A plume of exhaust extends from the Mitchell Power Station, a coal-fired power plant in New Eagle, Pennsylvania, in 2013. Jeff Swensen/Getty Images

U.S. coal power, once king of the energy mix, is getting old.

Utility companies retired nearly 18,000 megawatts of electric generating capacity in 2015, about 80 percent of which was conventional coal-fired power plants, the U.S. Energy Information Administration said this week. The majority of those retired coal units were built between 1950 and 1970, and their an average age is 54.

The amount of coal capacity retired last year represents nearly 5 percent of total U.S. coal capacity. About half of those retired megawatts came from Ohio, Georgia and Kentucky, with those states each retiring at least 10 percent of their coal capacity last year, the EIA said.

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Conventional steam coal comprised more than 80 percent of the electricity generation capacity retired in the U.S. last year. U.S. Energy Information Administration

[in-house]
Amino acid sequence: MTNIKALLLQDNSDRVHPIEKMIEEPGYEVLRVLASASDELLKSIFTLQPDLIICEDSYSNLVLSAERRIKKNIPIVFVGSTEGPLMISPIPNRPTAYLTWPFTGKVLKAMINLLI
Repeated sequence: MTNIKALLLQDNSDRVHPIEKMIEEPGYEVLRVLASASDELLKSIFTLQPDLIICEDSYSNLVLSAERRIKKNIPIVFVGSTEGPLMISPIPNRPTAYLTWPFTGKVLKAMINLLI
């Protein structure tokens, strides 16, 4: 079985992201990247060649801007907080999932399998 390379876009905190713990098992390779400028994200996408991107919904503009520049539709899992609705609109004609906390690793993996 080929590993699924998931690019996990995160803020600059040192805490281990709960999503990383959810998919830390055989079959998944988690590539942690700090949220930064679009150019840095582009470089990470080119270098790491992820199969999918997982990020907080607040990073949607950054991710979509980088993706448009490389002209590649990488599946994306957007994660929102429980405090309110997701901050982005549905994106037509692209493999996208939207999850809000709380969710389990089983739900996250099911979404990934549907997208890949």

Many of the coal units weren’t simply old; they also couldn’t comply with the Environmental Protection Agency’s tougher rules for mercury and toxic air emissions, which went into effect last April. More plants are expected to close this year due to the rules. The Obama administration’s Clean Power Plan, which regulates carbon dioxide emissions in the power sector, could force additional closures in coming years.

As coal plants get retired, utilities aren’t replacing them with more coal. Instead, they’re switching to cheap, abundant natural gas — which emits less carbon dioxide than coal, but more methane — and renewable energy such as solar and wind power.

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Three states — Ohio, Georgia and Kentucky — saw the bulk of U.S. coal plant closures in 2015. U.S. Energy Information Administration

In the U.S., large-scale renewable plants plus conventional hydropower are expected to account for 14 percent of total electricity generation this year, a 9 percent rise from 2015, the EIA previously reported.

The switch to cleaner energy has slammed U.S. coal mining companies in recent years. Already suffering from low coal prices and waning electricity demand, the firms are increasingly losing market share in the U.S. power sector. Coal production last year dropped to its lowest level in nearly three decades, prompting thousands of layoffs at mines across Appalachia and other coal-producing regions.

Nationwide, more than 230 coal-fired plants have been closed or are slated for closure — or 44 percent of the 523 U.S. coal plants that were in operation just six years ago, by the environmental group Sierra Club's count.